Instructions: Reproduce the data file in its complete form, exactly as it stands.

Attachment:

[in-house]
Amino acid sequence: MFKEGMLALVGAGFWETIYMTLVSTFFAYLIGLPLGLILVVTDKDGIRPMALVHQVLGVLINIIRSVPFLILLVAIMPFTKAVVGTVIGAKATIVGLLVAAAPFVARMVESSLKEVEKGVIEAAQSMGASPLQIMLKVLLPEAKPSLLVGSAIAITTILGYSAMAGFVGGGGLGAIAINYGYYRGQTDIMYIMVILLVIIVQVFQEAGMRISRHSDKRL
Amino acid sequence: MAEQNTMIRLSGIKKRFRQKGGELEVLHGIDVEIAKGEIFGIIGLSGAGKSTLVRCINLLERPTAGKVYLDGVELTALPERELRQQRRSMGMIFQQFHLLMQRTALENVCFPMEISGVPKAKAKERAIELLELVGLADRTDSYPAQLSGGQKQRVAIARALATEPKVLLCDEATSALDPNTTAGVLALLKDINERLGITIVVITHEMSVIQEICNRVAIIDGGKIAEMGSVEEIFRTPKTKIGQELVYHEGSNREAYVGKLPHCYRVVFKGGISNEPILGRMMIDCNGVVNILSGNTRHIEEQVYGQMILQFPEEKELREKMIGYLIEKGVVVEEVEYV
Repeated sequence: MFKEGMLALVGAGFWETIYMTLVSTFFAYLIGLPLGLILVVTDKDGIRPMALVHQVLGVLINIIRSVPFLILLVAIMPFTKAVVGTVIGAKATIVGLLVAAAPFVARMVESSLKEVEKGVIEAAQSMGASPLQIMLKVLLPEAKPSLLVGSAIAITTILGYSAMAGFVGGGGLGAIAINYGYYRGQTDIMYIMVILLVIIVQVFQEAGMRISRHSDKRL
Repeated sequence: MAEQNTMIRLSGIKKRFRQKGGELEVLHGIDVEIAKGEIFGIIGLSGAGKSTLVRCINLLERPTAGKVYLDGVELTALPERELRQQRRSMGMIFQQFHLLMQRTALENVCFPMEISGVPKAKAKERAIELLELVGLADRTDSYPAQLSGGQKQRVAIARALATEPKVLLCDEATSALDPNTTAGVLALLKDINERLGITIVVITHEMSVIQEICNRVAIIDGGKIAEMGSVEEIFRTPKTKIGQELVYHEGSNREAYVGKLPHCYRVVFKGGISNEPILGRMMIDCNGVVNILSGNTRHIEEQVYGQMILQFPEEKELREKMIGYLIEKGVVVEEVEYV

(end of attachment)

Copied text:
[in-house]
Amino acid sequence: MFKEGMLALVGAGFWETIYMTLVSTFFAYLIGLPLGLILVVTDKDGIRPMALVHQVLGVLINIIRSVPFLILLVAIMPFTKAVVGTVIGAKATIVGLLVAAAPFVARMVESSLKEVEKGVIEAAQSMGASPLQIMLKVLLPEAKPSLLVGSAIAITTILGYSAMAGFVGGGGLGAIAINYGYYRGQTDIMYIMVILLVIIVQVFQEAGMRISRHSDKRL
Amino acid sequence: MAEQNTMIRLSGIKKRFRQKGGELEVLHGIDVEIAKGEIFGIIGLSGAGKSTLVRCINLLERPTAGKVYLDGVELTALPERELRQQRRSMGMIFQQFHLLMQRTALENVCFPMEISGVPKAKAKERAIELLELVGLADRTDSYPAQLSGGQKQRVAIARALATEPKVLLCDEATSALDPNTTAGVLALLKDINERLGITIVVITHEMSVIQEICNRVAIIDGGKIAEMGSVEEIFRTPKTKIGQELVYHEGSNREAYVGKLPHCYRVVFKGGISNEPILGRMMIDCNGVVNILSGNTRHIEEQVYGQMILQFPEEKELREKMIGYLIEKGVVVEEVEYV
Repeated sequence: MFKEGMLALVGAGFWETIYMTLVSTFFAYLIGLPLGLILVVTDKDGIRPMALVHQVLGVLINIIRSVPFLILLVAIMPFTKAVVGTVIGAKATIVGLLVAAAPFVARMVESSLKEVEKGVIEAAQSMGASPLQIMLKVLLPEAKPSLLVGSAIAITTILGYSAMAGFVGGGGLGAIAINYGYYRGQTDIMYIMVILLVIIVQVFQEAGMRISRHSDKRL
Repeated sequence: MAEQNTMIRLSGIKKRFRQKGGELEVLHGIDVEIAKGEIFGIIGLSGAGKSTLVRCINLLERPTAGKVYLDGVELTALPERELRQQRRSMGMIFQQFHLLMQRTALENVCFPMEISGVPKAKAKERAIELLELVGLADRTDSYPAQLSGGQKQRVAIARALATEPKVLLCDEATSALDPNTTAGVLALLKDINERLGITIVVITHEMSVIQEICNRVAIIDGGKIAEMGSVEEIFRTPKTKIGQELVYHEGSNREAYVGKLPHCYRVVFKGGISNEPILGRMMIDCNGVVNILSGNTRHIEEQVYGQMILQFPEEKELREKMIGYLIEKGVVVEEVEYV